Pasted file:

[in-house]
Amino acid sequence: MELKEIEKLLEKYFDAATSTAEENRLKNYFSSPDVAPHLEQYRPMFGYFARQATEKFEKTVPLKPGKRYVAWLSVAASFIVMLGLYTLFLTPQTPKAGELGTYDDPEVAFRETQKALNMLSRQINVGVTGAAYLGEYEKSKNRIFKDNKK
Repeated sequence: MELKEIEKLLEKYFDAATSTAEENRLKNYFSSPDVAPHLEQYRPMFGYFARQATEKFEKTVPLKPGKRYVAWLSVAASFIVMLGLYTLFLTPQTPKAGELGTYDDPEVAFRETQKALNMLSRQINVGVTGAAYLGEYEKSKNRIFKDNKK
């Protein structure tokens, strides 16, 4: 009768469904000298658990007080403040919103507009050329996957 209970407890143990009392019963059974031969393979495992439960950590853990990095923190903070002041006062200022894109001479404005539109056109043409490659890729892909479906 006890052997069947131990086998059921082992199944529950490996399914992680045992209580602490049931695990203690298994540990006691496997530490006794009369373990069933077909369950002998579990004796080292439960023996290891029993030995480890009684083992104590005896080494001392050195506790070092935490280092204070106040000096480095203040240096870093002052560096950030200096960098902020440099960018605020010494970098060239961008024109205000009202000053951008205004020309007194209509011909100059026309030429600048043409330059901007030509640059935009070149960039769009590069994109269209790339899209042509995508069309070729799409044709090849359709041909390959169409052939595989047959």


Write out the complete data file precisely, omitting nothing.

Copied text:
[in-house]
Amino acid sequence: MELKEIEKLLEKYFDAATSTAEENRLKNYFSSPDVAPHLEQYRPMFGYFARQATEKFEKTVPLKPGKRYVAWLSVAASFIVMLGLYTLFLTPQTPKAGELGTYDDPEVAFRETQKALNMLSRQINVGVTGAAYLGEYEKSKNRIFKDNKK
Repeated sequence: MELKEIEKLLEKYFDAATSTAEENRLKNYFSSPDVAPHLEQYRPMFGYFARQATEKFEKTVPLKPGKRYVAWLSVAASFIVMLGLYTLFLTPQTPKAGELGTYDDPEVAFRETQKALNMLSRQINVGVTGAAYLGEYEKSKNRIFKDNKK
């Protein structure tokens, strides 16, 4: 009768469904000298658990007080403040919103507009050329996957 209970407890143990009392019963059974031969393979495992439960950590853990990095923190903070002041006062200022894109001479404005539109056109043409490659890729892909479906 006890052997069947131990086998059921082992199944529950490996399914992680045992209580602490049931695990203690298994540990006691496997530490006794009369373990069933077909369950002998579990004796080292439960023996290891029993030995480890009684083992104590005896080494001392050195506790070092935490280092204070106040000096480095203040240096870093002052560096950030200096960098902020440099960018605020010494970098060239961008024109205000009202000053951008205004020309007194209509011909100059026309030429600048043409330059901007030509640059935009070149960039769009590069994109269209790339899209042509995508069309070729799409044709090849359709041909390959169409052939595989047959």